23 March 2016

Poem-A-Day #23 : The Fight Against Crime (Thatcher Erased 4)

And since the elections, it sometimes seems we are the only (Thatcher Erased)
          - from a speech delivered by Margaret Thatcher in 1987

4. The Fight Against Crime

But our greatest concern, in inner cities and elsewhere, is to reverse the tide of crime which disfigures our lives. On Wednesday, we debated crime with a depth of concern that reflects the feelings of every decent person in the country. Crime invades homes; it breaks hearts; it drags down neighbourhoods; and it spreads fear. The Government is playing its full part in the fight against crime. We have strengthened the Police. We have introduced tougher sentences. Violent crime concerns us, above all. It's not just that violent crime is worse than other crime. It's much worse.

And that's why we are now taking still tougher action against knives and against guns. Even so the feeling persists that some of the sentences passed by the courts have not measured up to the enormity of crime.

And so as Douglas Hurd announced this week, we shall be introducing legislation to provide for an appeal against sentences which are too lenient. And may I point out it will be the second time this Government has brought a measure of this kind before Parliament. And I hope that this time it will receive a speedy passage on to the statute book. But we shall make little progress in the drive against crime if we expect the police and the courts to take on the whole burden.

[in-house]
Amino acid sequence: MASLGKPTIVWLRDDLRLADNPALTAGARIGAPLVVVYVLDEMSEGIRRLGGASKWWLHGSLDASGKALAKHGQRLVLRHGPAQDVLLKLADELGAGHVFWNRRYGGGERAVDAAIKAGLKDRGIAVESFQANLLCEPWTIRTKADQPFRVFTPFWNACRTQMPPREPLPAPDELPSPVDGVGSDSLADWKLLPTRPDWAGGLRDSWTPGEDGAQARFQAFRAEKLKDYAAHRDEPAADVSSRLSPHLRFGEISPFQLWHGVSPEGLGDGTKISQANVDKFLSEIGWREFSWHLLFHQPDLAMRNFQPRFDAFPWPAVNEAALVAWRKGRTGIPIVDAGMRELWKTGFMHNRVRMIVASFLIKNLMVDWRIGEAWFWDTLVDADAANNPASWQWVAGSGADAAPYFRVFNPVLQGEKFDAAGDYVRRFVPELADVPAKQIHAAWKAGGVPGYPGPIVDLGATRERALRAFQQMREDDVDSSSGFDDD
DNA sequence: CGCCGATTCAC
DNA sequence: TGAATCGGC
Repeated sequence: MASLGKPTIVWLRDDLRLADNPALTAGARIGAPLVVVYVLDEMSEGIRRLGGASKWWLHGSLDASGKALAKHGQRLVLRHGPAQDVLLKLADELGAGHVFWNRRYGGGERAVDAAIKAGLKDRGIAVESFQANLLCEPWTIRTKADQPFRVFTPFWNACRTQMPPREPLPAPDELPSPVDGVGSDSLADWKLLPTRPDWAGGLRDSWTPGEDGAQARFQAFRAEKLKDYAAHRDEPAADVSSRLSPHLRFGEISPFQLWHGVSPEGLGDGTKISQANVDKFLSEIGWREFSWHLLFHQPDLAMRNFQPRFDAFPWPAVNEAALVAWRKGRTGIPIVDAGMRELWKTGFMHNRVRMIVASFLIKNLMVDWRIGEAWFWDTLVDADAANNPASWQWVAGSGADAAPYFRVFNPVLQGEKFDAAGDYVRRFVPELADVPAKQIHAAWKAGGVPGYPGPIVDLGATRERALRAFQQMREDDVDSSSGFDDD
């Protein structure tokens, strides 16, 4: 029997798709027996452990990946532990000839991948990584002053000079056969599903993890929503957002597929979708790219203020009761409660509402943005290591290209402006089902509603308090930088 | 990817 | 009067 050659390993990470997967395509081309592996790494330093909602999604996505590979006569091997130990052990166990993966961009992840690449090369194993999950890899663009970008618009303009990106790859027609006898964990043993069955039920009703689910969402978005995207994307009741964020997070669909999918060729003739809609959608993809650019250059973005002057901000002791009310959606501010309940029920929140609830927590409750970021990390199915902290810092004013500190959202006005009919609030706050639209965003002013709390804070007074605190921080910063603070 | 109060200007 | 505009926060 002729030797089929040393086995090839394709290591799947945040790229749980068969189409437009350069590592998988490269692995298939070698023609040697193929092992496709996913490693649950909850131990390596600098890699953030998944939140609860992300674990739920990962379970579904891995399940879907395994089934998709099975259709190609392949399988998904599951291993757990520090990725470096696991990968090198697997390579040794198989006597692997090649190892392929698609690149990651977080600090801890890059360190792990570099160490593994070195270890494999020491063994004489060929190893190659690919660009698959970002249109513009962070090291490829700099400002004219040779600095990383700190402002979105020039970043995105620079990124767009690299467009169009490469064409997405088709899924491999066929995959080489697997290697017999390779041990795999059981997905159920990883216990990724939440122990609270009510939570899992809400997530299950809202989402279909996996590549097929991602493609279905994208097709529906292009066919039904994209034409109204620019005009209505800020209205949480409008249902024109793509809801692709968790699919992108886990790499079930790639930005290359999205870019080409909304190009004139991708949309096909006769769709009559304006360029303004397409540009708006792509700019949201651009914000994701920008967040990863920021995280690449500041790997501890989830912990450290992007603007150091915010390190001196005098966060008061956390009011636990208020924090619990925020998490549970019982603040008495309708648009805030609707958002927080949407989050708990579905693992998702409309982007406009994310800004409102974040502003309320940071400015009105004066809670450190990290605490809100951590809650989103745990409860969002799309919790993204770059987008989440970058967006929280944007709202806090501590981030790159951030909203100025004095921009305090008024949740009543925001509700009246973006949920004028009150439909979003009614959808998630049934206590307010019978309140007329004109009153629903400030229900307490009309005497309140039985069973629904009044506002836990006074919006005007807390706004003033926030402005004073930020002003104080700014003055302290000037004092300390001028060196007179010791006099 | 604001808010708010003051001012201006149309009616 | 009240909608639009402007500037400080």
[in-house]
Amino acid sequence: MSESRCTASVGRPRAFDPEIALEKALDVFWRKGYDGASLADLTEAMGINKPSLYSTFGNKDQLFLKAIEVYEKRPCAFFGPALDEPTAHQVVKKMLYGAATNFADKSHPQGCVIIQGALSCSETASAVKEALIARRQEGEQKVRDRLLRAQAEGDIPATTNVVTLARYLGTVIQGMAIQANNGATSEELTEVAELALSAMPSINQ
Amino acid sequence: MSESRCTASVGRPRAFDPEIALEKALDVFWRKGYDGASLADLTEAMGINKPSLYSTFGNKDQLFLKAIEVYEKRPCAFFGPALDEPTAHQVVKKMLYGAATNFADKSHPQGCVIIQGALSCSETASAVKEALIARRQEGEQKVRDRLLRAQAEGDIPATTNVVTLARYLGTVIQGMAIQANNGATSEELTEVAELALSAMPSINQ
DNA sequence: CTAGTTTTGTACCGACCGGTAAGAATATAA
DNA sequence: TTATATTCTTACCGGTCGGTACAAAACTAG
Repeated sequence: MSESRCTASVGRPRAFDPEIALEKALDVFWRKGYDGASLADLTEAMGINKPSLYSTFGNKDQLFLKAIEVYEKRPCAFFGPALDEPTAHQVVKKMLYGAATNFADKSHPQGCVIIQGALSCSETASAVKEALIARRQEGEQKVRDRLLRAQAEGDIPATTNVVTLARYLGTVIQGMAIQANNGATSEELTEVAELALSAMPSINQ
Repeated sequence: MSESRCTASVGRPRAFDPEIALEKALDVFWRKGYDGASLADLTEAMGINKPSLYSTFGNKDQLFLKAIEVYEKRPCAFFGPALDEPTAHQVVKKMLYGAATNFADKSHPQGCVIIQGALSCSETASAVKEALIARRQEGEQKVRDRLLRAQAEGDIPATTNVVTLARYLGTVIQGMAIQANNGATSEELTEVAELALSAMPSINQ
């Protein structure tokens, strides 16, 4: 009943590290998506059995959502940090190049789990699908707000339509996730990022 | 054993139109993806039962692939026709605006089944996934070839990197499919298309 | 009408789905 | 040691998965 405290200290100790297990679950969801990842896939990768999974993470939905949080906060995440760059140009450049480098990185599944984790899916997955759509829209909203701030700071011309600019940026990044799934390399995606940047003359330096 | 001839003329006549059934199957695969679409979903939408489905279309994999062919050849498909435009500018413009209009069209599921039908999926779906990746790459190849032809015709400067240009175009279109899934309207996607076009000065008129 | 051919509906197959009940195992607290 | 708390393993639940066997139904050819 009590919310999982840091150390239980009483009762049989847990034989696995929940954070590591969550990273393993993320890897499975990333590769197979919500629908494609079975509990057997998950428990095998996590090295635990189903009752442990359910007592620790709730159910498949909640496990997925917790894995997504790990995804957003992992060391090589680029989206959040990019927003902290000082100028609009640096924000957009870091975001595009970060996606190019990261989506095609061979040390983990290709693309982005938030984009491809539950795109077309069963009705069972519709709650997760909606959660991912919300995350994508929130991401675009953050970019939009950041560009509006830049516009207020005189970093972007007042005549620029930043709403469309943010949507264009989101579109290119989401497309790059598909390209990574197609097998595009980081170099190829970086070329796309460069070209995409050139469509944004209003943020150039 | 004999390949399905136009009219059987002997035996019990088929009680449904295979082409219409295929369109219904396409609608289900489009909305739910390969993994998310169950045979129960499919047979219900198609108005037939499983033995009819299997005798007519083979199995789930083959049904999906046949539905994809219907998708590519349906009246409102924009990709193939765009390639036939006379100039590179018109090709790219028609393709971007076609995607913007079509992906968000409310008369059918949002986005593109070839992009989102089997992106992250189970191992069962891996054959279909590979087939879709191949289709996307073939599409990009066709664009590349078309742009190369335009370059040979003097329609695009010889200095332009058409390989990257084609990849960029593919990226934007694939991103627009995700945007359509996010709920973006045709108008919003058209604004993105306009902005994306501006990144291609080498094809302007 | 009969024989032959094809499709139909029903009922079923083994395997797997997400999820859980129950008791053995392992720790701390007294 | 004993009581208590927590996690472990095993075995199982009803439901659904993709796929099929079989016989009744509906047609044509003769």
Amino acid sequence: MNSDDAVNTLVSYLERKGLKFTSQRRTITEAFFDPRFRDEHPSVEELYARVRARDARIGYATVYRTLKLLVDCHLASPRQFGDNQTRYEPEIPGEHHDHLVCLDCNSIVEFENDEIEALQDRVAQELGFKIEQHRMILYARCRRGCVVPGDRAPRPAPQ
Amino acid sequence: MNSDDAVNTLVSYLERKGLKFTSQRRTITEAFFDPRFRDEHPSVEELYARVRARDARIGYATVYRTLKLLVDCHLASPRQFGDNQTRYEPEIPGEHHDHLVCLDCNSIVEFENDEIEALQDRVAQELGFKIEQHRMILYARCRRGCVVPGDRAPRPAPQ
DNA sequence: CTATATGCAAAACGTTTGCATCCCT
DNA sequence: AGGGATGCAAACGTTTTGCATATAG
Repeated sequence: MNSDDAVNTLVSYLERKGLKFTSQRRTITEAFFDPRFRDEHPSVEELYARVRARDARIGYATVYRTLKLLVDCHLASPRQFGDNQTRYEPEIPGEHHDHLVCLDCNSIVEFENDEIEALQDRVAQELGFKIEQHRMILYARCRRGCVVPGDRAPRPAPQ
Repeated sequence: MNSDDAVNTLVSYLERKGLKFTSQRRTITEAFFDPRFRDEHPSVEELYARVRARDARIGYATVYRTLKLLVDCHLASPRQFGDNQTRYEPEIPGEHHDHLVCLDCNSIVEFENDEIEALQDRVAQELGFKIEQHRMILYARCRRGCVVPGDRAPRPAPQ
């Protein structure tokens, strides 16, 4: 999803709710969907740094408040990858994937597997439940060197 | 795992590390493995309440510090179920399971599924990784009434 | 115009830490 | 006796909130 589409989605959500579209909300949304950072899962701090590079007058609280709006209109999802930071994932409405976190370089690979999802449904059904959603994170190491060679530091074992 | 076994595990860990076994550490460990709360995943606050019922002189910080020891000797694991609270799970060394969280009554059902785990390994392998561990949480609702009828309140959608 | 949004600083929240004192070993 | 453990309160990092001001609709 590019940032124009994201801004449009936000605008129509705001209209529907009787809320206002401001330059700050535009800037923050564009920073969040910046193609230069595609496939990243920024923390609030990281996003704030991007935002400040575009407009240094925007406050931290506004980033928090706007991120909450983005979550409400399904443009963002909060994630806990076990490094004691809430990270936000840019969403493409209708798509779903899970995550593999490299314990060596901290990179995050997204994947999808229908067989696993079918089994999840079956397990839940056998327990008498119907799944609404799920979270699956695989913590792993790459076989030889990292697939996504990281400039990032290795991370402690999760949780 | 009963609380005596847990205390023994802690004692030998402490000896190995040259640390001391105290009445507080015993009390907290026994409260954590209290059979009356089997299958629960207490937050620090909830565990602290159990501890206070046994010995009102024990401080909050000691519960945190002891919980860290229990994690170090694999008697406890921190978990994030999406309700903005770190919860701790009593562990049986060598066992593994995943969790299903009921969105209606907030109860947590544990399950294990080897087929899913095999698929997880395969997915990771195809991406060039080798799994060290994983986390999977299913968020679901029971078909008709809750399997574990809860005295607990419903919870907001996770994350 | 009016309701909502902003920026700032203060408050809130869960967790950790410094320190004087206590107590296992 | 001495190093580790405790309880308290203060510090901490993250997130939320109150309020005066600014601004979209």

When we are sick, we turn to the doctor; yet we accept responsibility for taking care of our health. When fire breaks out, we call in the Fire Brigade; yet we know it is up to us to take sensible precautions against fire. So it is with crime. There is enormous scope for the public to help the police in what, after all, is a common duty: in neighbourhood watch; in businesses watch; in crime prevention; in prompt reporting of crime seen or suspected; and in readiness to give evidence.

But even that is not enough. Civilised society doesn't just happen. It has to be sustained by standards widely accepted and upheld.

And we must draw on the moral energy of society. And we must draw on the values of family life. For the family is in the first place where we learn those habits of mutual love, tolerance and service on which every healthy nation depends for its survival.

It was Sir William Haley, the great Editor of The Times, who, twenty years ago, said this, "There are things which are bad and false and ugly and no amount of argument or specious casuistry will make them good or true or beautiful. It is time that these things were said". And he said them. But if we are to succeed today, all those in authority must recover that confidence and speak with a strong, emphatic and single voice. Because too often, they speak in different and conflicting voices. The great majority of crimes are committed by young people, in their teens and early twenties. It is on such impressionable young people that anti-police propaganda and the glamorisation of crime can have the most deadly effect. And when left-wing councils and left-wing teachers criticize the police they give moral sanction to the criminally inclined. When the broadcasters flout their own standards on violent television programmes, they risk a brutalising effect on the morally unstable.

When the Labour Party refuses to support the Prevention of Terrorism Act—an Act that saves lives—they weaken society, they weaken society's resistance to the modern scourge of terrorism. Local councils, teachers, broadcasters, politicians: all of us have a responsibility to uphold the civilised values which underpin the law.

We owe it to society of which we are a part. And we owe it especially to future generations who will inherit the society that we create. (Applause)

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